Is daylight-saving time a complete waste of energy?
This weekend the clocks “spring forward.” I’m not a huge fan of DST . In fact, I’m not a fan of anything that steals one hour of precious sleep away from me. But I always took comfort in the fact that it was at least good for the environment, saving energy and money. However, a new study says “maybe not.”
The Wall Street Journal has brought to light a study based in Indiana that challenges the very idea of DST. Until a few years ago, just 15 of the 92 counties in Indiana set their clocks one-hour ahead in spring (and back again in fall). This was due to farmers not wanting to work in the dark; but in 2006 everyone was put on DST. And that gave some bright sparks at the University of California-Santa Barbara the perfect chance to test the effectiveness of DST.
Over the course of three years, a staggering seven million monthly meter readings were taken from households in southern Indiana. And the results? Switching to DST costs Indiana households an additional $8.6 million in electricity. And in this day and age, can we afford to be throwing away money like that?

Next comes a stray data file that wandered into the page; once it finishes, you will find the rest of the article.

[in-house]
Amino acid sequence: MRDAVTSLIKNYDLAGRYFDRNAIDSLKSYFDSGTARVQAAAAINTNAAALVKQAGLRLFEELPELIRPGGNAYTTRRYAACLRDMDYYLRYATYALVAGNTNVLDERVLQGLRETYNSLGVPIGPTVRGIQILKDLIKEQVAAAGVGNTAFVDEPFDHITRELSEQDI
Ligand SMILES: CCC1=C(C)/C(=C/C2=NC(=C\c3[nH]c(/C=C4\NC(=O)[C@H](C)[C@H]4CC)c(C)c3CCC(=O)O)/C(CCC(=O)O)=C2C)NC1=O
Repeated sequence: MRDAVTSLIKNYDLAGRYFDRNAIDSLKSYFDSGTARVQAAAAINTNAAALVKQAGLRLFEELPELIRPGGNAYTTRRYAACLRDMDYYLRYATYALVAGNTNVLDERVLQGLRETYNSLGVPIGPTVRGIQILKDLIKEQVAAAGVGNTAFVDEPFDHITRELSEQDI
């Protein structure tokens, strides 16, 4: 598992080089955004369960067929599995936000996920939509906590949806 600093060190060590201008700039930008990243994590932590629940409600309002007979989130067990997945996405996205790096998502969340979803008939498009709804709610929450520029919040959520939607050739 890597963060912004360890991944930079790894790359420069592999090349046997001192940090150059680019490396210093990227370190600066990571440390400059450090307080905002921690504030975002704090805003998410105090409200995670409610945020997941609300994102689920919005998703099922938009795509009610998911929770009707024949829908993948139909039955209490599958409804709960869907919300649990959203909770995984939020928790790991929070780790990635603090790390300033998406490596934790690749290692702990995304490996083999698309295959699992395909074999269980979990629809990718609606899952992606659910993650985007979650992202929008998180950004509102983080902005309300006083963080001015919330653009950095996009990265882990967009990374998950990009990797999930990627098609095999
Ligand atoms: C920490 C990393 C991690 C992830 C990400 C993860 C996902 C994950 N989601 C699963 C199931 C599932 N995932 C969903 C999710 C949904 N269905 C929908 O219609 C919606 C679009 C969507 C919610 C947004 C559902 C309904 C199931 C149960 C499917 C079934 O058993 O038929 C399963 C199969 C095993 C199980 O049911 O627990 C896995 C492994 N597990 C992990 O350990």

Well, what the study doesn't take into account are the social implications of DST. There have been other studies done showing that DST results in lower crime, less traffic fatalities, a lot more recreation time and most importantly, increased economic activity. So, perhaps the money lost on the time change is made up in other ways?
It’s not like we can do anything about it anyway, DST is the law of the land and we have to abide by it. But it will certainly make getting out of bed at 6am instead of 7am even tougher come Monday morning.
Strong coffee anyone?
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